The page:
By use of in vivo microperfusion methodology, we assessed proton secretion (acidification) in the superficial distal tubule of the rat by determining the rate of total CO2 (t(CO2)) absorption (J(tCO2). In these studies, we compared the J(tCO2) in rats fed a diet that increased urine pH to the J(tCO2) in rats fed a high-protein diet that reduced urine pH. The effect of amiloride added to the perfusate, used in rats fed the high-protein diet, was also examined. In rats, Group 1, fed a commercial diet, urine pH was 6.9; plasma t(CO2) was 30.0 mM, and J(tCO2) was 15.5 ± 5.3 pmol·mm-1·min-1. Following the ingestion of a high-protein diet the night before study, the urine pH fell to 5.6 and the plasma t(CO2) to 28.2 mM. the J(tCO2) in this group, Group 2, 41.1 ± 4.8 was significantly greater than Group 1, P < 0.05. The late distal transepithelial potential difference was comparable in both groups, -50.3 ± 4.3 vs. -45.2 ± 3.1 mV, P not significant. In a third group, Group 3, amiloride (10-4 M) was added to the perfusate of rats prepared as in Group 2. J(tCO2) was 23.4 ± 0.4 pmol·mm-1·min-1, significantly less than Group 2, P < 0.05. The transepithelial potential difference was reduced to -4.0 ± 2.3 mV, P < 0.01 vs. Group 2. We conclude that the superficial distal tube of the rat responds to subtle stimuli to increase proton secretion and contributes to urinary acidification. The rate of acidification can be influenced by alterations in the electrical profile across the acidifying epithelium.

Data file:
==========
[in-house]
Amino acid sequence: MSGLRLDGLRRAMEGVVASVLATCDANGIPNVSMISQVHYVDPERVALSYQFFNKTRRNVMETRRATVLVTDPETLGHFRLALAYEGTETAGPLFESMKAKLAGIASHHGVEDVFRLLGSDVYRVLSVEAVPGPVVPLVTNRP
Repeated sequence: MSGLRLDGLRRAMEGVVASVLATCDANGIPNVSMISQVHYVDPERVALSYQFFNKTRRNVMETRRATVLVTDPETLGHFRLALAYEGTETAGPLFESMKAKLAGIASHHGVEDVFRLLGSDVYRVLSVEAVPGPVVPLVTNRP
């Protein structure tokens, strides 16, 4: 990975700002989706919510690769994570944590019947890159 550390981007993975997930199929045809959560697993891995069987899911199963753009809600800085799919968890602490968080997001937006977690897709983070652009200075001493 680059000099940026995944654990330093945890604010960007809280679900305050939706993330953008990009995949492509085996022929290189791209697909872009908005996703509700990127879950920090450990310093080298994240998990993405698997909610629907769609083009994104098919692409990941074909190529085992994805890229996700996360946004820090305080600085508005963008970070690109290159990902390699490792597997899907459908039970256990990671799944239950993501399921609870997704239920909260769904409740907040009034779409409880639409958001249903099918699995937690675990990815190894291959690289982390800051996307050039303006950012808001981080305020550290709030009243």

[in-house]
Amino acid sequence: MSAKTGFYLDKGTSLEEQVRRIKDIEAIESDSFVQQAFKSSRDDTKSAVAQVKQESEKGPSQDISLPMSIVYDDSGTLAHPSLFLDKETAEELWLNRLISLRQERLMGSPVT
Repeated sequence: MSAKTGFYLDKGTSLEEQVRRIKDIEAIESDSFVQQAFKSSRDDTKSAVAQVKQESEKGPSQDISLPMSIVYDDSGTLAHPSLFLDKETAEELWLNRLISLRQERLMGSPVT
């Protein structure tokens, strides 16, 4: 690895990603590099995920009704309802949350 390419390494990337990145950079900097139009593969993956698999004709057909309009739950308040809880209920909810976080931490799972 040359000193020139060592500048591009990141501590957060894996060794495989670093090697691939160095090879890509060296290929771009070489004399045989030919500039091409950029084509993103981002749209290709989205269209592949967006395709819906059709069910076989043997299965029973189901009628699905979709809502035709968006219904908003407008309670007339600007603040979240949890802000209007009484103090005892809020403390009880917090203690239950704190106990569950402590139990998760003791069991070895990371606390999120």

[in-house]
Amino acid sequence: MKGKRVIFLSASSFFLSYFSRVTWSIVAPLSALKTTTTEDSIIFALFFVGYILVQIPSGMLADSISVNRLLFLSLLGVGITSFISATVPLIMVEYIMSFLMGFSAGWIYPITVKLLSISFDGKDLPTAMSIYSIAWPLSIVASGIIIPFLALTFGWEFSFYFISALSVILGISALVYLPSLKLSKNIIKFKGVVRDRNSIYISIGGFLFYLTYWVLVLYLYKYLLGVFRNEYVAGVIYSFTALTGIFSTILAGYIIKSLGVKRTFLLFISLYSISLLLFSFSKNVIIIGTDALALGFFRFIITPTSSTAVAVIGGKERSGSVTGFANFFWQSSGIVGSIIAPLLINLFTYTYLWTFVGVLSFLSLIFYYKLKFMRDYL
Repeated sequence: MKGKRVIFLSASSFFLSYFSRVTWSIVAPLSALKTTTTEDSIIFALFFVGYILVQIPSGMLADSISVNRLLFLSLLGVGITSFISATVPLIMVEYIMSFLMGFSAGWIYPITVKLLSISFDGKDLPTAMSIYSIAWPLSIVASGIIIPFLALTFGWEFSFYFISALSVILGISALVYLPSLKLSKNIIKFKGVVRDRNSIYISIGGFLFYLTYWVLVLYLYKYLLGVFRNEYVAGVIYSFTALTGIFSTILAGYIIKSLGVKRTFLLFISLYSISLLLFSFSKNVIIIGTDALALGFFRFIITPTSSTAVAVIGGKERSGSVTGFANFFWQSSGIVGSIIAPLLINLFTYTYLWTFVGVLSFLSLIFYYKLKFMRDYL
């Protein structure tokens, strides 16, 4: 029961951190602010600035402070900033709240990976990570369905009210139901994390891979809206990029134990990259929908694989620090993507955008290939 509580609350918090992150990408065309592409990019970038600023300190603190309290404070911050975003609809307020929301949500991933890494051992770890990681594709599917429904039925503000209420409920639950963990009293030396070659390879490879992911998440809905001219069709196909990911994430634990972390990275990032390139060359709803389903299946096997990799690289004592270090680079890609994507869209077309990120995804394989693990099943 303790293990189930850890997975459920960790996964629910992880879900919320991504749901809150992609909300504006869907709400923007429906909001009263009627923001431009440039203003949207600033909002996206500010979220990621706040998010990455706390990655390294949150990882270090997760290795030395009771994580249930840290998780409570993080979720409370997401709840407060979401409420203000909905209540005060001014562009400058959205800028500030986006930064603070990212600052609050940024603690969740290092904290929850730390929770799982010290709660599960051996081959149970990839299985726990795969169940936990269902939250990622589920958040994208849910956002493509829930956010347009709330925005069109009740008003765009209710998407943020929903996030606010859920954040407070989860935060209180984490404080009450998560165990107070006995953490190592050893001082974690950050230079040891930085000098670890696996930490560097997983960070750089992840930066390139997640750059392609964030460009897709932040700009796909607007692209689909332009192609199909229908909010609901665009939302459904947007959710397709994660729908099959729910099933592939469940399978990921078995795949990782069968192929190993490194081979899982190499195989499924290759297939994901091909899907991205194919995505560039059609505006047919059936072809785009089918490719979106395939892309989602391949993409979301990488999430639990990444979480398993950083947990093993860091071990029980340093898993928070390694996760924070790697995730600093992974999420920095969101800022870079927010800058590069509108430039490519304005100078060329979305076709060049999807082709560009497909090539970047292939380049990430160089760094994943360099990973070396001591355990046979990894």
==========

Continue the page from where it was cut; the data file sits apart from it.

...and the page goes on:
|Original language||English (US)|
|Journal||American Journal of Physiology - Renal Fluid and Electrolyte Physiology|
|Issue number||3 (21/3)|
|State||Published - Jan 1 1987|
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